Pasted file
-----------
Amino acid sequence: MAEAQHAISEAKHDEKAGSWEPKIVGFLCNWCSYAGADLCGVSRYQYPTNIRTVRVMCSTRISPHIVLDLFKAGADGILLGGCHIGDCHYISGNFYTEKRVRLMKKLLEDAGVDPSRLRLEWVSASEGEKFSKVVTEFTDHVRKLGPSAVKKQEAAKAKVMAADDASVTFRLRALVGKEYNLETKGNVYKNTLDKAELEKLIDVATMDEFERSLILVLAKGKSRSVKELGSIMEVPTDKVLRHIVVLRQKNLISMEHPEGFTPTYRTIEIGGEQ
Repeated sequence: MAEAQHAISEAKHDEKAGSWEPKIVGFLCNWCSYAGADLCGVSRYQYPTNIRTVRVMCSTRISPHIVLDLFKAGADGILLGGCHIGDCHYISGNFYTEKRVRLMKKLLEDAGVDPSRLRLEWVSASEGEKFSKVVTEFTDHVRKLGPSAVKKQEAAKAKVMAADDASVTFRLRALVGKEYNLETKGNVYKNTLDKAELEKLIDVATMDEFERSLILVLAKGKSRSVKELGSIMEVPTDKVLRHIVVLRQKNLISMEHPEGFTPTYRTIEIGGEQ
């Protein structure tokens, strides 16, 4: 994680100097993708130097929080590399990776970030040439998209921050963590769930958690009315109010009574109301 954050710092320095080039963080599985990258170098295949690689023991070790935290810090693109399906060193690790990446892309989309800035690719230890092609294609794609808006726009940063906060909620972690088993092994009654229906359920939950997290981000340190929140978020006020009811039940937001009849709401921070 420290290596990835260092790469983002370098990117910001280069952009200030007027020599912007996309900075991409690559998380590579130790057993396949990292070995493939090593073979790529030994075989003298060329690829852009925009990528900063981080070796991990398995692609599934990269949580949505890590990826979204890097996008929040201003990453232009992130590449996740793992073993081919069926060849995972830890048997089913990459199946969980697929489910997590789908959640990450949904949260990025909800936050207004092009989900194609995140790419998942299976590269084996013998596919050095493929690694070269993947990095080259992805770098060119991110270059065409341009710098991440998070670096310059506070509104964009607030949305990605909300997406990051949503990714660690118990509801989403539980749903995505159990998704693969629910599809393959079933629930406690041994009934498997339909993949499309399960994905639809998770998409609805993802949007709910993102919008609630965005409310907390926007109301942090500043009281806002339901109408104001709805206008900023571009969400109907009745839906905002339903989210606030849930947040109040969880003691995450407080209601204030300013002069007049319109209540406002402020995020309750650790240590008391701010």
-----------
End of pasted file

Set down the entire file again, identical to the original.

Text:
Amino acid sequence: MAEAQHAISEAKHDEKAGSWEPKIVGFLCNWCSYAGADLCGVSRYQYPTNIRTVRVMCSTRISPHIVLDLFKAGADGILLGGCHIGDCHYISGNFYTEKRVRLMKKLLEDAGVDPSRLRLEWVSASEGEKFSKVVTEFTDHVRKLGPSAVKKQEAAKAKVMAADDASVTFRLRALVGKEYNLETKGNVYKNTLDKAELEKLIDVATMDEFERSLILVLAKGKSRSVKELGSIMEVPTDKVLRHIVVLRQKNLISMEHPEGFTPTYRTIEIGGEQ
Repeated sequence: MAEAQHAISEAKHDEKAGSWEPKIVGFLCNWCSYAGADLCGVSRYQYPTNIRTVRVMCSTRISPHIVLDLFKAGADGILLGGCHIGDCHYISGNFYTEKRVRLMKKLLEDAGVDPSRLRLEWVSASEGEKFSKVVTEFTDHVRKLGPSAVKKQEAAKAKVMAADDASVTFRLRALVGKEYNLETKGNVYKNTLDKAELEKLIDVATMDEFERSLILVLAKGKSRSVKELGSIMEVPTDKVLRHIVVLRQKNLISMEHPEGFTPTYRTIEIGGEQ
């Protein structure tokens, strides 16, 4: 994680100097993708130097929080590399990776970030040439998209921050963590769930958690009315109010009574109301 954050710092320095080039963080599985990258170098295949690689023991070790935290810090693109399906060193690790990446892309989309800035690719230890092609294609794609808006726009940063906060909620972690088993092994009654229906359920939950997290981000340190929140978020006020009811039940937001009849709401921070 420290290596990835260092790469983002370098990117910001280069952009200030007027020599912007996309900075991409690559998380590579130790057993396949990292070995493939090593073979790529030994075989003298060329690829852009925009990528900063981080070796991990398995692609599934990269949580949505890590990826979204890097996008929040201003990453232009992130590449996740793992073993081919069926060849995972830890048997089913990459199946969980697929489910997590789908959640990450949904949260990025909800936050207004092009989900194609995140790419998942299976590269084996013998596919050095493929690694070269993947990095080259992805770098060119991110270059065409341009710098991440998070670096310059506070509104964009607030949305990605909300997406990051949503990714660690118990509801989403539980749903995505159990998704693969629910599809393959079933629930406690041994009934498997339909993949499309399960994905639809998770998409609805993802949007709910993102919008609630965005409310907390926007109301942090500043009281806002339901109408104001709805206008900023571009969400109907009745839906905002339903989210606030849930947040109040969880003691995450407080209601204030300013002069007049319109209540406002402020995020309750650790240590008391701010």